Behind the Numbers: New Buccaneers Tackle Anthony Collins' Production as a Pass Blocker Has Been Elite

Andrew Weber-USA TODAY Sports

The Bucs bailed on Donald Penn this offseason, replacing him with unproven Anthony Collins from the Bengals. But what Collins lacks in prolonged experience, he makes up for with some incredible statistics as a pass blocker.

One of the biggest concerns for Tampa Bay Buccaneers this offseason was finding a new left tackle to replace Donald Penn, who turned into something resembling a turnstile at times during the 2013 season. The Bucs were heavily linked to a lot of tackles in the lead up to free agency, and ultimately landed Anthony Collins of the Bengals.

However, Collins wasn't the universally regarded hit that adding a top-tier, proven tackle via free agency or the draft would have been, Instead, he's a career backup who has put forth strong showings in limited time as a starter, culminating in a fine 2013 season which earned him his paycheck in Tampa.

But just how good has Collins been? While we can't know for sure what the rigors of a 1100-snap season will do to him, we can at least project out his numbers from previous seasons and see how he performs compared to some of the top tackles in the NFL.

(All information obtained from Pro Football Focus.)

Impressive Accomplishment

Anthony Collins has not allowed a sack since Week 4 of the 2009 season.

You may remember Week 4 of the 2009 NFL season as that one time when Raheem Morris and the Bucs fell to the equally awful Washington Redskins, led by Josh Johnson at quarterback.

Since that time, the Buccaneers have won 28 games. Anthony Collins has allowed 21 total pressures on his quarterbacks.

And while Collins hasn't been a regular starter over these past few years, he has logged over 1500 snaps since 2009, with 1313 of them coming since the first game of his sack-free streak. So why don't we break down how Collins' pass protecting production compares to some other key figures?

Comparing to the Competition

Here's a chart using PFF's data combined with some math to put the tackles on level playing ground. I'll explain the different sections below. (Click to expand.)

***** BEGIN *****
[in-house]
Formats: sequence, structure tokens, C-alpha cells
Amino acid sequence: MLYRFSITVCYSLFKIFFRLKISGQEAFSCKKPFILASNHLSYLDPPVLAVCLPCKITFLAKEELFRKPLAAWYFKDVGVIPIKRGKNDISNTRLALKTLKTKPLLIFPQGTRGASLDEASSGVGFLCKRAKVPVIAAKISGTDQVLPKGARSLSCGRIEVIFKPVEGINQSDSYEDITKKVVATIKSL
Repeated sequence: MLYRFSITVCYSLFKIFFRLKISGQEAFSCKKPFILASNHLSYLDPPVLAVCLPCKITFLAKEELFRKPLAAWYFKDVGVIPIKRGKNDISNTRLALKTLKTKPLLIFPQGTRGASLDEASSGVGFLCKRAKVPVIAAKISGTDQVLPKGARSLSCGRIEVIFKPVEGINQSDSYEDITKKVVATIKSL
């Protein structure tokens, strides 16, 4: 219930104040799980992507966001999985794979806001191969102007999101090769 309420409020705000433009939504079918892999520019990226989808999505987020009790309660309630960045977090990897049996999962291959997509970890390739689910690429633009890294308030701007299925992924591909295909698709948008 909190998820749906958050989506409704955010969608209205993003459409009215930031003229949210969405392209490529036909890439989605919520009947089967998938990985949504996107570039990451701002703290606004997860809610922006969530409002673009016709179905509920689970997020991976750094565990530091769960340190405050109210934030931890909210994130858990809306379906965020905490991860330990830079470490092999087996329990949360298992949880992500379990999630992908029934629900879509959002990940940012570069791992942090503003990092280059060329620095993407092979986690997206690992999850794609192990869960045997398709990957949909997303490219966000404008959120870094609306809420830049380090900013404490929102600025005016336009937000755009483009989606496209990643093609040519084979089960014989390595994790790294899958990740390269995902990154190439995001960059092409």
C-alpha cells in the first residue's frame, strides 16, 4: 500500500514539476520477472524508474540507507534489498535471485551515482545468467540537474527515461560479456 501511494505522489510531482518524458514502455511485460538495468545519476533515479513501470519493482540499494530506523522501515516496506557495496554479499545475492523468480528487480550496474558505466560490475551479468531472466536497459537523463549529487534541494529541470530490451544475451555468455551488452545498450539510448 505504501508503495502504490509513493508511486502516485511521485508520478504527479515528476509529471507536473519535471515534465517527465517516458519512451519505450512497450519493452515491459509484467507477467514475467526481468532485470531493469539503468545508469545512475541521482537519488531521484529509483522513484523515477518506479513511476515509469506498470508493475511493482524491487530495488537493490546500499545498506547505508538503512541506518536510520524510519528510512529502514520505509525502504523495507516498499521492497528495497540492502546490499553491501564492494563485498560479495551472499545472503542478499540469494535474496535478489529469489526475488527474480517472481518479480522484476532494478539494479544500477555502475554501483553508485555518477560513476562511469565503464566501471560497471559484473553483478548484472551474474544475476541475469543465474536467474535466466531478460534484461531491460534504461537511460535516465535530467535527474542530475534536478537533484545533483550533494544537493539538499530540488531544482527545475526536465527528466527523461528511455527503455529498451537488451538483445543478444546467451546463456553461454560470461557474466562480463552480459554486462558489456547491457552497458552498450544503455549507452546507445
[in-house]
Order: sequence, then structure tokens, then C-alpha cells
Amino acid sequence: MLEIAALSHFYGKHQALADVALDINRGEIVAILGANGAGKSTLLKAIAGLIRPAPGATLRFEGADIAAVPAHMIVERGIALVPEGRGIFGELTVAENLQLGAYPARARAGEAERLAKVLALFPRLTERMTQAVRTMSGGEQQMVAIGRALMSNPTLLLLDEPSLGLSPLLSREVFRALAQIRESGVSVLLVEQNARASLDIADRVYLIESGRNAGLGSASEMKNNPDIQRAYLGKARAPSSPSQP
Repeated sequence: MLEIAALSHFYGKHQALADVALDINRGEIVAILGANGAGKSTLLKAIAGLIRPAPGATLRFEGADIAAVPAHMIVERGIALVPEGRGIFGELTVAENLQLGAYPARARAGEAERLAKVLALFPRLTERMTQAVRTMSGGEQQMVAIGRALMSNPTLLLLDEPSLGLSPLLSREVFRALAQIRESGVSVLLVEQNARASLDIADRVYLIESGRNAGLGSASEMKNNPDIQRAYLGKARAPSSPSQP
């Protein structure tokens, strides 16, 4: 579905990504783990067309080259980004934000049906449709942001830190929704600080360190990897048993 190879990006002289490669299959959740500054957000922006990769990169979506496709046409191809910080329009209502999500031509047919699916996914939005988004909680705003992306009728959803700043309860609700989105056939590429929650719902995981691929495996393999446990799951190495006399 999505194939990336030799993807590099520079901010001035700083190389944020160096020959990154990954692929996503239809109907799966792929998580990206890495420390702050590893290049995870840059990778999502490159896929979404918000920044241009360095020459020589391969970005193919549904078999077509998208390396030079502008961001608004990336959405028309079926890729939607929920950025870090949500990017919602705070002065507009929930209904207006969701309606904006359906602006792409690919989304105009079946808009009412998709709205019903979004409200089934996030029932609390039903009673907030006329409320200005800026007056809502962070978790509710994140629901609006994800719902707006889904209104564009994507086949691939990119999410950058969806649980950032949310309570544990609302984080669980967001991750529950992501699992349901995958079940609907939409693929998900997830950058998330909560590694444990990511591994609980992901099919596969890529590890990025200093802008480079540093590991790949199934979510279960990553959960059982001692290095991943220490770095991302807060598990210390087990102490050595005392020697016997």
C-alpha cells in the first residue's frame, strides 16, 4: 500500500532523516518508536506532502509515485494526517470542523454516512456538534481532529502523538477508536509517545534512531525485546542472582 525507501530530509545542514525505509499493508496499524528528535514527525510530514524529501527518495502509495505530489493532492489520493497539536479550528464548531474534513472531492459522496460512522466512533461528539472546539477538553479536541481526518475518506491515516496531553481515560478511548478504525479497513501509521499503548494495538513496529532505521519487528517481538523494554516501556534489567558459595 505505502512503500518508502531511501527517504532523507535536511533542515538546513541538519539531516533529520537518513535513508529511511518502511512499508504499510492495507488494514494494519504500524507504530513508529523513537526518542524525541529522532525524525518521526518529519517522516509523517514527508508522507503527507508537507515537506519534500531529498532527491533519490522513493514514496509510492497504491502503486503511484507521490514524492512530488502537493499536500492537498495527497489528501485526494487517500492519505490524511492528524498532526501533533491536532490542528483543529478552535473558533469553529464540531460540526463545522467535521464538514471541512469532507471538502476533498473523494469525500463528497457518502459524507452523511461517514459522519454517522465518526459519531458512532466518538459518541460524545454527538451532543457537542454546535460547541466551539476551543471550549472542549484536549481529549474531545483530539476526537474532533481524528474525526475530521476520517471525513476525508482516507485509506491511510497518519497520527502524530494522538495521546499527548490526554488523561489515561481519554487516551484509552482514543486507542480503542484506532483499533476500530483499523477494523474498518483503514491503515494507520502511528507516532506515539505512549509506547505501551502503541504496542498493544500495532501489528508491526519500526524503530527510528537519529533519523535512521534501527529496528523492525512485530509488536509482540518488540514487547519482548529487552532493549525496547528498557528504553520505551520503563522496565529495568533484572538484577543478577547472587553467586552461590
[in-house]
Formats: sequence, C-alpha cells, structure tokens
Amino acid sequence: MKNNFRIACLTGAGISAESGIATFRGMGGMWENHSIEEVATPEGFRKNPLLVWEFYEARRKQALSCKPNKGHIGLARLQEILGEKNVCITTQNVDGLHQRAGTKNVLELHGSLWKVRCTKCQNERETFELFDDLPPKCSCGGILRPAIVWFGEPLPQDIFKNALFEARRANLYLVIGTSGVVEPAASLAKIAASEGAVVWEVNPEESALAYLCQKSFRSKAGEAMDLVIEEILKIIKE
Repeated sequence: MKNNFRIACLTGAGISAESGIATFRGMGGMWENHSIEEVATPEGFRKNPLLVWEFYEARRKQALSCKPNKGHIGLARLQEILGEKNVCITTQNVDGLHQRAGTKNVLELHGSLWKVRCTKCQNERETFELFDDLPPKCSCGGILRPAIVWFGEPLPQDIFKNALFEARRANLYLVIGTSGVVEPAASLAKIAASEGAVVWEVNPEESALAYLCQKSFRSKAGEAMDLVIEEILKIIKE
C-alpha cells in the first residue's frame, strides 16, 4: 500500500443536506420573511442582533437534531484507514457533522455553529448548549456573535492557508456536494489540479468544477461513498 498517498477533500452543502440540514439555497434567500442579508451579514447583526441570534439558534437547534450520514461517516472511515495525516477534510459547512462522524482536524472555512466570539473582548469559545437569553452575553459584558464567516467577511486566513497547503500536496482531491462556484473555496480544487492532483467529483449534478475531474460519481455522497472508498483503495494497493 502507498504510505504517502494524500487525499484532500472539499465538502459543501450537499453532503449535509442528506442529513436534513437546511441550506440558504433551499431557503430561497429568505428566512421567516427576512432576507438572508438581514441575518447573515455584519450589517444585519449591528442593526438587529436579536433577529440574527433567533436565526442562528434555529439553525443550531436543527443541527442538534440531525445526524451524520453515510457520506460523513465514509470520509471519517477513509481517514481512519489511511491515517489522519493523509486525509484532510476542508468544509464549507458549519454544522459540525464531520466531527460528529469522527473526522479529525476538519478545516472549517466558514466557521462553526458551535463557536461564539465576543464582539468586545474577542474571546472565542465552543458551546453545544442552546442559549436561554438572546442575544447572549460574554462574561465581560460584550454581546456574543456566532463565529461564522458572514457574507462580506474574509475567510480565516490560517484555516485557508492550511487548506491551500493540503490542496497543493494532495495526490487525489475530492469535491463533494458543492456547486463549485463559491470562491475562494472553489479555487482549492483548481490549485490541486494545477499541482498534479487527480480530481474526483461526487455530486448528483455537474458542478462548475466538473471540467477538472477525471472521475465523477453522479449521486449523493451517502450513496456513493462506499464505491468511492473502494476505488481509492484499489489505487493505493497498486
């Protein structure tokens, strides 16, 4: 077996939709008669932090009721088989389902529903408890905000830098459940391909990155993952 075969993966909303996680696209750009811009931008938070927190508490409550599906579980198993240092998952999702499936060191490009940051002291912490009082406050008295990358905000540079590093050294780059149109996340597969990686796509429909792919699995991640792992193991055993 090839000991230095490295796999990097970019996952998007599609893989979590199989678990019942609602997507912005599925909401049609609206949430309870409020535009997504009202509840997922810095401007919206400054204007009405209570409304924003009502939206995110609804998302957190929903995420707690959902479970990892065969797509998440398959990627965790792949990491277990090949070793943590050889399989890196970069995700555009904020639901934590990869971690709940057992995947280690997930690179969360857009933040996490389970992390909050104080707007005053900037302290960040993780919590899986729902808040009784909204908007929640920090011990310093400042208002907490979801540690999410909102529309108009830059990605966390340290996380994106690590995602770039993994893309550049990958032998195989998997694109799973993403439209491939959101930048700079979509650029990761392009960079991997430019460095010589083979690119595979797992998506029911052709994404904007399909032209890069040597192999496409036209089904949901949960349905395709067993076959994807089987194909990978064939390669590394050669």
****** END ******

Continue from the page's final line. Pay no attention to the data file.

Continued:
Screen_shot_2014-05-14_at_4.23.30_pm_medium

The players listed are Anthony Collins, Donald Penn, Trent Williams of the Redskins, and Joe Thomas of the Browns. Williams is significant as the top-rated tackle of 2013 according to PFF, while Thomas earned the top grade in pass blocking alone.

The total statistics in the first column are self explanatory. Pass block and run block are the pure grades as given by PFF's graders. Total pressures, for those unaware, is the sum of all sacks, hits, and hurries allowed.

The second column features pressure percentage and pressure plus penalty percentage (or in other words, negative play percentage). The final percentage is sack percentage. PBG/1000 is pass block grade per 1000 snaps.

The final column provide more per 1000 snap data. Pressures, "negative plays" and sacks, per 1000 snaps, to provide a level playing field for all three tackles.

Collins dominates every metric on the board here, only falling short of Thomas on a per-play basis as a pass blocker according to PFF's grades. He allows pressures at nearly half the rate of the other tackles, and also avoids penalties unlike any of his fellow linemen.

If you consider just Collins' 2013 numbers, he still comes in below Williams, Thomas and Penn in every area in terms of pressures allowed, as the former Bengal posted 20.8 pressures allowed per 1000 snaps last season, good for 2.08 percent.

The Risk Of Dealing With Numbers Like These

Of course, Collins has never played 1000 or more snaps in a season, and we can't be certain how he'll respond to playing a full season at the most stressful spot on an offensive line. This is where these statistics could fall short of indicating what the Buccaneers have in Collins.

But consider that even a 30% decline in his per-play performance still leaves him in very good company, while it would take more than doubling the amount of pressures he allowed to compare to Penn, who was near the middle of the pack according to PFF's grades last season. And considering Collins doesn't cost any more than Penn, the risk is more than worth the potential reward.

So while durability and consistency will remain the questions for Collins, there's no doubt that he possesses some elite production as a pass blocker during his time as a backup with the Bengals. Being able to sustain that level of play over a full season would give the Buccaneers a truly incredible value at left tackle for years to come, but even falling a bit short still means Collins is among the best at keeping his quarterback clean.

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